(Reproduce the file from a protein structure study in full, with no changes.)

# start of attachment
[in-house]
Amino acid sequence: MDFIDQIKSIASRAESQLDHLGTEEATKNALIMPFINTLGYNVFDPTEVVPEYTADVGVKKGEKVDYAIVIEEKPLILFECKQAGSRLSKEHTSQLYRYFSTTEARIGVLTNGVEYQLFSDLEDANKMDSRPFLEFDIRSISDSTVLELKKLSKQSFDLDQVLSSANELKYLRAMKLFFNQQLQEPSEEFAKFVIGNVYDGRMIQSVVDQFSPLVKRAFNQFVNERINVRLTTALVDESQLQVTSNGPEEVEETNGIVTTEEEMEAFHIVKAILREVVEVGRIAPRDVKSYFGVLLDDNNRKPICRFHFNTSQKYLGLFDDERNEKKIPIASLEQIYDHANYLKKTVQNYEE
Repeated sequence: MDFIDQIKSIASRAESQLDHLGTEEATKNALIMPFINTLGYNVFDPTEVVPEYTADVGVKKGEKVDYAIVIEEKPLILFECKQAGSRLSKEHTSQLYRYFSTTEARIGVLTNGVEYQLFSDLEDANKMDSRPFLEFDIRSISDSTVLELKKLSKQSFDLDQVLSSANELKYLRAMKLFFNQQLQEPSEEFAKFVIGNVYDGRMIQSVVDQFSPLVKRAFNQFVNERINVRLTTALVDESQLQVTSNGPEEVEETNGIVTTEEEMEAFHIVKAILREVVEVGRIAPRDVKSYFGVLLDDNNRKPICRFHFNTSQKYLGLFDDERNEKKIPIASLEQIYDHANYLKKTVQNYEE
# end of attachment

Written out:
[in-house]
Amino acid sequence: MDFIDQIKSIASRAESQLDHLGTEEATKNALIMPFINTLGYNVFDPTEVVPEYTADVGVKKGEKVDYAIVIEEKPLILFECKQAGSRLSKEHTSQLYRYFSTTEARIGVLTNGVEYQLFSDLEDANKMDSRPFLEFDIRSISDSTVLELKKLSKQSFDLDQVLSSANELKYLRAMKLFFNQQLQEPSEEFAKFVIGNVYDGRMIQSVVDQFSPLVKRAFNQFVNERINVRLTTALVDESQLQVTSNGPEEVEETNGIVTTEEEMEAFHIVKAILREVVEVGRIAPRDVKSYFGVLLDDNNRKPICRFHFNTSQKYLGLFDDERNEKKIPIASLEQIYDHANYLKKTVQNYEE
Repeated sequence: MDFIDQIKSIASRAESQLDHLGTEEATKNALIMPFINTLGYNVFDPTEVVPEYTADVGVKKGEKVDYAIVIEEKPLILFECKQAGSRLSKEHTSQLYRYFSTTEARIGVLTNGVEYQLFSDLEDANKMDSRPFLEFDIRSISDSTVLELKKLSKQSFDLDQVLSSANELKYLRAMKLFFNQQLQEPSEEFAKFVIGNVYDGRMIQSVVDQFSPLVKRAFNQFVNERINVRLTTALVDESQLQVTSNGPEEVEETNGIVTTEEEMEAFHIVKAILREVVEVGRIAPRDVKSYFGVLLDDNNRKPICRFHFNTSQKYLGLFDDERNEKKIPIASLEQIYDHANYLKKTVQNYEE